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Rice: Power-sharing with Hezbollah necessary

U.S. Secretary of State Condoleezza Rice said Monday she welcomes a new power-sharing arrangement in Lebanon even though it increased the power of Hezbollah militants at the expense of U.S.-backed moderates.
/ Source: The Associated Press

U.S. Secretary of State Condoleezza Rice said Monday she welcomes a new power-sharing arrangement in Lebanon even though it increased the power of Hezbollah militants at the expense of U.S.-backed moderates.

"Obviously in any compromise there are compromises," Rice said during a surprise visit to meet Lebanon's new consensus choice for president. The election of former army chief, Michel Suleiman, last month is the clearest sign that Lebanon stepped back from the brink and that the deal with Iranian-backed Hezbollah is taking hold.

Hezbollah's ascendancy is a bitter pill for the U.S., which is worried that Iran's influence is spreading in the Middle East and had spent millions backing the Lebanese government for three years.

Rice's blessing is a sign that the Bush administration has accepted that Western-backed democratic leaders who helped Lebanon throw off three decades of Syrian domination could not govern the country alone. Lebanese politics operate on ambiguity and consensus, and in this case that meant giving veto power to Hezbollah, a militia and political force that the United States lists as a terrorist group.

"This was an agreement that I think served the interests of the Lebanese people," Rice said. "And since it served the interests of the Lebanese people, it served the interests of the United States. We support the democratically elected government of Lebanon."

Israel land dispute
Rice pleased her hosts by announcing U.S. backing for a new diplomatic push to resolve Lebanon's land dispute with Israel.

"The time has come to deal with the Chebaa Farms issue," Rice said, referring to the patch of land where the borders of Lebanon, Syria and Israel meet.

The U.S. envoy said the dispute should be settled with United Nations help. Rice did not respond when a reporter asked what pressure the United States would apply to Israel to relinquish the land it captured in the 1967 Mideast war.

Lebanon claims the area and an Israeli withdrawal would give the Lebanese government a strong pretext to ask Hezbollah to lay down its arms. However, senior Hezbollah officials have repeatedly said that an Israeli withdrawal is not enough to justify disarming.

On Sunday, Hezbollah's deputy leader, Sheik Naim Kassim, told the private ANB television that only after Israel withdraws from Chebaa Farms, halts its military flights over Lebanon and releases Lebanese prisoners would Hezbollah be ready to discuss a military strategy to defend Lebanon against any possible Israeli attack.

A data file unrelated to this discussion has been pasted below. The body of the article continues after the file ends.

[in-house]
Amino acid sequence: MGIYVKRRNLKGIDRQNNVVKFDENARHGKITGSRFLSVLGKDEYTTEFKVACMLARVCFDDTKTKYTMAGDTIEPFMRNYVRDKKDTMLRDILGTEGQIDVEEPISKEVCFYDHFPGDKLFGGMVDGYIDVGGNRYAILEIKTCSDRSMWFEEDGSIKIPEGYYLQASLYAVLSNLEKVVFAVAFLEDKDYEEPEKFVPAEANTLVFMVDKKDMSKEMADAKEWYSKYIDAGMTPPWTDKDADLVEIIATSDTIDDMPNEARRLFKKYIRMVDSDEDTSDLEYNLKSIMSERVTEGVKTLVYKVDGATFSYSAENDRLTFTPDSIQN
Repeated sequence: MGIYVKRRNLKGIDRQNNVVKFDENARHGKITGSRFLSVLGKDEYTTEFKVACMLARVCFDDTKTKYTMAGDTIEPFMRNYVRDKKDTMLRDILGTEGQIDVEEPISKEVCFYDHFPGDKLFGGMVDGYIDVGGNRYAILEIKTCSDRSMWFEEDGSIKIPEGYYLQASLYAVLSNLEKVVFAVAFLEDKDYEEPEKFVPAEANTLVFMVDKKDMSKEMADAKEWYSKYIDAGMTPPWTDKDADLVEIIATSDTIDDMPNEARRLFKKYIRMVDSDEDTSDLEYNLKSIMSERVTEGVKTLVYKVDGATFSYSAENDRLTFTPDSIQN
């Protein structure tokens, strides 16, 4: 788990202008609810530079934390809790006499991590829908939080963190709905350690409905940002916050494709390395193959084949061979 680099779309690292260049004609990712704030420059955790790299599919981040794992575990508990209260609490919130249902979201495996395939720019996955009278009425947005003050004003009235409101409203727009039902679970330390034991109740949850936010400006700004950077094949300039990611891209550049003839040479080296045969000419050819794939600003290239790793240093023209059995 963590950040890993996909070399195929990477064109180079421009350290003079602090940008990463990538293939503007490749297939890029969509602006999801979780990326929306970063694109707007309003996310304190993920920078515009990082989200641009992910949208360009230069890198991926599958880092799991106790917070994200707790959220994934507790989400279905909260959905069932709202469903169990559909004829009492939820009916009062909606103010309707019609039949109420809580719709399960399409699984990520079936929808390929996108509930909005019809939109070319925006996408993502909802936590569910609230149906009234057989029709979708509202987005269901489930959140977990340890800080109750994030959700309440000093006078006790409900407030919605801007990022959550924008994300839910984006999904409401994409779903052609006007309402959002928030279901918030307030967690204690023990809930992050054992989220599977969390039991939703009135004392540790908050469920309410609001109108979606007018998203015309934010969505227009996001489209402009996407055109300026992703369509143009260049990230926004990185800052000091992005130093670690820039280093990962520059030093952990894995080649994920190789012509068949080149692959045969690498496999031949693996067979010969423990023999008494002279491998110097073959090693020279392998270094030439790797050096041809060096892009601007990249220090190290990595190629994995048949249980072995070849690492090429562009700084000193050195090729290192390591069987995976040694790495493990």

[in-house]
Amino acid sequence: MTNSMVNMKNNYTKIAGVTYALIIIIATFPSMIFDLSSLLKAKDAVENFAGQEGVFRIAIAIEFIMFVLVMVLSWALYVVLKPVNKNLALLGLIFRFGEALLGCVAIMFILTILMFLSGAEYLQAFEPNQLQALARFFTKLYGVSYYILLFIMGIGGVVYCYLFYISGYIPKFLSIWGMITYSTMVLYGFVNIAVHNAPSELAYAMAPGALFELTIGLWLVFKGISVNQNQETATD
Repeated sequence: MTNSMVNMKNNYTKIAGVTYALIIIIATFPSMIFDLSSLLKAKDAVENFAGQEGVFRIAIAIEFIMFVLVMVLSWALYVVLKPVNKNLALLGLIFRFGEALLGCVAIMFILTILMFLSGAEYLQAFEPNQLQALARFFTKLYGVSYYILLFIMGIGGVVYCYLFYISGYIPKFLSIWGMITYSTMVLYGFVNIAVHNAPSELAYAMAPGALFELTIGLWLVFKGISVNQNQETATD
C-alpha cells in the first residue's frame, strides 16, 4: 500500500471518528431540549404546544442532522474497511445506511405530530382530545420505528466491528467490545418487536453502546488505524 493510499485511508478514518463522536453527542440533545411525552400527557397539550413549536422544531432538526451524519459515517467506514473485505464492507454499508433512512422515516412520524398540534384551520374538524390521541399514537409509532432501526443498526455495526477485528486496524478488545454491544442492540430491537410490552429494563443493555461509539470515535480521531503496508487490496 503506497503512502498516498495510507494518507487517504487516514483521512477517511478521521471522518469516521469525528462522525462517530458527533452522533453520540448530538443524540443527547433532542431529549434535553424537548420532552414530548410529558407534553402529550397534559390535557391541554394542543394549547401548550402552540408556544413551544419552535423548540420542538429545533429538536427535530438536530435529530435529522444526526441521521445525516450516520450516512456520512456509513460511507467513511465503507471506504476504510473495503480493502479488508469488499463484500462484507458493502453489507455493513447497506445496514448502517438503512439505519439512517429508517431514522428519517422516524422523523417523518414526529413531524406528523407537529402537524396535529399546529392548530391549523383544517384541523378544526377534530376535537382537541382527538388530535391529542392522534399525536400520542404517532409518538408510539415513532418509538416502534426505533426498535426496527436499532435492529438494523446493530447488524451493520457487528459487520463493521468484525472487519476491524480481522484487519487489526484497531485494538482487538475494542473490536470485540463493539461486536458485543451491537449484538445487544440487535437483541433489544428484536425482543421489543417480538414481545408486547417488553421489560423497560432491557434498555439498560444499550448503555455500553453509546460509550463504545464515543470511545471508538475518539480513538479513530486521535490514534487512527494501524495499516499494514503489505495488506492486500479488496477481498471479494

Political bickering prevented parliament from electing a president 19 times, leaving the country without a president since pro-Syrian holdover Emile Lahoud left office in November. The Hezbollah-led opposition hamstrung the U.S.-backed government and, for a time, kept Prime Minister Fuad Saniora under siege in his office.

The power-sharing pact will probably allow Saniora to keep his job.

Rice saw Saniora, along with most of the other major players in Lebanon's complex religious- and sectarian-aligned political system during a few hours of meetings held under heavy security. She was the first high-level U.S. official to visit since the 18-month political crisis eased.

Shiite show of force
The standoff erupted into deadly street violence last month when Saniora's coalition tried to take political steps against Hezbollah and its Syrian and Iranian patrons. The government backed down after the Shiite militant group demonstrated its military power.

Gunmen overran large parts of Muslim west Beirut in a show of force that left 67 people dead. It was the worst violence since Lebanon's 1975-90 civil war, and raised fears that a new war was imminent.

Although the violence gave Hezbollah new political leverage, the United States claims it has provoked a backlash against Hezbollah among many Lebanese who cannot stomach the group's use of force against fellow Lebanese.

"I know it has been a struggle for Lebanon to get to the election of its president," Rice said after her session with Suleiman.

"I come away knowing that Lebanon has elected a very fine man," Rice told reporters. "We look forward to working with him."

The political breakthrough that allowed Lebanon's parliament to elect Suleiman was reached in Qatar's capital, Doha, with the help of Arab mediators. The United States made its views known but did not participate in the Arab-brokered pact or try to block the deal.

Rice urged quick resolution of the remaining political agenda items — approval of Saniora as prime minister and the naming of a unity Cabinet.

A Hezbollah lawmaker said Rice's visit might disrupt formation of the unity government.

"Ms. Rice's visits have always been a disaster and a catastrophe for Lebanon because the U.S. government never works for the sake of the Lebanese people, but for the sake of their interests in the region as well as Israel's" interests, Hezbollah legislator Nawar al-Saheli told The Associated Press.